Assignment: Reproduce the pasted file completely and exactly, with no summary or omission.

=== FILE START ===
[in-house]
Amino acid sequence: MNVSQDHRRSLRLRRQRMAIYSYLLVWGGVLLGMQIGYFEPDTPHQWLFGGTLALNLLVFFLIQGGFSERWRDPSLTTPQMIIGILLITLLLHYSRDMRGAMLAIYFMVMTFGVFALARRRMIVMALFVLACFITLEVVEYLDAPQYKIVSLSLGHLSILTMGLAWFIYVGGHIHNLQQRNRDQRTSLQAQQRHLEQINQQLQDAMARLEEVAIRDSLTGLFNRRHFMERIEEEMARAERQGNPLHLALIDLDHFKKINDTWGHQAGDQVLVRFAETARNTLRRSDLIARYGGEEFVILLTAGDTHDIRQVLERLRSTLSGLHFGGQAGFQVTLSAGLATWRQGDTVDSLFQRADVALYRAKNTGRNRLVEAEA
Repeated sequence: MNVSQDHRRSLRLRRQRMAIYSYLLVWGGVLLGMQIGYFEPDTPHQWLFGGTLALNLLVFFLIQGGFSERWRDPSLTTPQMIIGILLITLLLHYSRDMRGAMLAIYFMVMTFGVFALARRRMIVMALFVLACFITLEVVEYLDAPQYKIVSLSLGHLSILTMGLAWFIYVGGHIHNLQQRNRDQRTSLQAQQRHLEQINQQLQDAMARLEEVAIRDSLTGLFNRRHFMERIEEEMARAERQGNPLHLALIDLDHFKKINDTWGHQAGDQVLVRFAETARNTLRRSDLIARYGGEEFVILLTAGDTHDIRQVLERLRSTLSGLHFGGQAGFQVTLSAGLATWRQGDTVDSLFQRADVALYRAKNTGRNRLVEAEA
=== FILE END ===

[in-house]
Amino acid sequence: MNVSQDHRRSLRLRRQRMAIYSYLLVWGGVLLGMQIGYFEPDTPHQWLFGGTLALNLLVFFLIQGGFSERWRDPSLTTPQMIIGILLITLLLHYSRDMRGAMLAIYFMVMTFGVFALARRRMIVMALFVLACFITLEVVEYLDAPQYKIVSLSLGHLSILTMGLAWFIYVGGHIHNLQQRNRDQRTSLQAQQRHLEQINQQLQDAMARLEEVAIRDSLTGLFNRRHFMERIEEEMARAERQGNPLHLALIDLDHFKKINDTWGHQAGDQVLVRFAETARNTLRRSDLIARYGGEEFVILLTAGDTHDIRQVLERLRSTLSGLHFGGQAGFQVTLSAGLATWRQGDTVDSLFQRADVALYRAKNTGRNRLVEAEA
Repeated sequence: MNVSQDHRRSLRLRRQRMAIYSYLLVWGGVLLGMQIGYFEPDTPHQWLFGGTLALNLLVFFLIQGGFSERWRDPSLTTPQMIIGILLITLLLHYSRDMRGAMLAIYFMVMTFGVFALARRRMIVMALFVLACFITLEVVEYLDAPQYKIVSLSLGHLSILTMGLAWFIYVGGHIHNLQQRNRDQRTSLQAQQRHLEQINQQLQDAMARLEEVAIRDSLTGLFNRRHFMERIEEEMARAERQGNPLHLALIDLDHFKKINDTWGHQAGDQVLVRFAETARNTLRRSDLIARYGGEEFVILLTAGDTHDIRQVLERLRSTLSGLHFGGQAGFQVTLSAGLATWRQGDTVDSLFQRADVALYRAKNTGRNRLVEAEA